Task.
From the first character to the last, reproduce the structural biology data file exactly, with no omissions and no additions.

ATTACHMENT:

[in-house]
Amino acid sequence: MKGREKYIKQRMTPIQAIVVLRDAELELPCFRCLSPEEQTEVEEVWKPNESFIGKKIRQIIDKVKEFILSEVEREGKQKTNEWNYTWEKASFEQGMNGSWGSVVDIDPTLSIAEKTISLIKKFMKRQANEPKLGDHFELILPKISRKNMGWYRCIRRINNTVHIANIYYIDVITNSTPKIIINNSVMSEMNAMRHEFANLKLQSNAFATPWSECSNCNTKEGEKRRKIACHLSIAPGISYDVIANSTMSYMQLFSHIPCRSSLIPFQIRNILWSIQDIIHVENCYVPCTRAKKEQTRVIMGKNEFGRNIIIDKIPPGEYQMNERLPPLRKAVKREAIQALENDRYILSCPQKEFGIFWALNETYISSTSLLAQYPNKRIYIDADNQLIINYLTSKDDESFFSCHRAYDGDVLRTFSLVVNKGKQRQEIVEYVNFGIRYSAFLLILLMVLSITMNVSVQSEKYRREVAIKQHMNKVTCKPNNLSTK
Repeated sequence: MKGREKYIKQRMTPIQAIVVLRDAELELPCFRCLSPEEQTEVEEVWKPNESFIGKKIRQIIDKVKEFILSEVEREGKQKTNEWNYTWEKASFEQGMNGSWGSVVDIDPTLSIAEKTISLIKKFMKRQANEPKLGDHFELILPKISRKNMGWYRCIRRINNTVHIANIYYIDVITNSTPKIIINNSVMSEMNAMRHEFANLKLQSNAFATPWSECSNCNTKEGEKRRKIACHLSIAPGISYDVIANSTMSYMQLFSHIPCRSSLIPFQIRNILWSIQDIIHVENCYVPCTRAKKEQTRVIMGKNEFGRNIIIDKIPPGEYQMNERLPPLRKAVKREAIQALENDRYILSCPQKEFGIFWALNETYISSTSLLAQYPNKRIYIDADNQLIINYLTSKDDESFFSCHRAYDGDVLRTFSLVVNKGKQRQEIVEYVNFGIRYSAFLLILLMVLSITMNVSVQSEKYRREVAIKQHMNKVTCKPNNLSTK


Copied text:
[in-house]
Amino acid sequence: MKGREKYIKQRMTPIQAIVVLRDAELELPCFRCLSPEEQTEVEEVWKPNESFIGKKIRQIIDKVKEFILSEVEREGKQKTNEWNYTWEKASFEQGMNGSWGSVVDIDPTLSIAEKTISLIKKFMKRQANEPKLGDHFELILPKISRKNMGWYRCIRRINNTVHIANIYYIDVITNSTPKIIINNSVMSEMNAMRHEFANLKLQSNAFATPWSECSNCNTKEGEKRRKIACHLSIAPGISYDVIANSTMSYMQLFSHIPCRSSLIPFQIRNILWSIQDIIHVENCYVPCTRAKKEQTRVIMGKNEFGRNIIIDKIPPGEYQMNERLPPLRKAVKREAIQALENDRYILSCPQKEFGIFWALNETYISSTSLLAQYPNKRIYIDADNQLIINYLTSKDDESFFSCHRAYDGDVLRTFSLVVNKGKQRQEIVEYVNFGIRYSAFLLILLMVLSITMNVSVQSEKYRREVAIKQHMNKVTCKPNNLSTK
Repeated sequence: MKGREKYIKQRMTPIQAIVVLRDAELELPCFRCLSPEEQTEVEEVWKPNESFIGKKIRQIIDKVKEFILSEVEREGKQKTNEWNYTWEKASFEQGMNGSWGSVVDIDPTLSIAEKTISLIKKFMKRQANEPKLGDHFELILPKISRKNMGWYRCIRRINNTVHIANIYYIDVITNSTPKIIINNSVMSEMNAMRHEFANLKLQSNAFATPWSECSNCNTKEGEKRRKIACHLSIAPGISYDVIANSTMSYMQLFSHIPCRSSLIPFQIRNILWSIQDIIHVENCYVPCTRAKKEQTRVIMGKNEFGRNIIIDKIPPGEYQMNERLPPLRKAVKREAIQALENDRYILSCPQKEFGIFWALNETYISSTSLLAQYPNKRIYIDADNQLIINYLTSKDDESFFSCHRAYDGDVLRTFSLVVNKGKQRQEIVEYVNFGIRYSAFLLILLMVLSITMNVSVQSEKYRREVAIKQHMNKVTCKPNNLSTK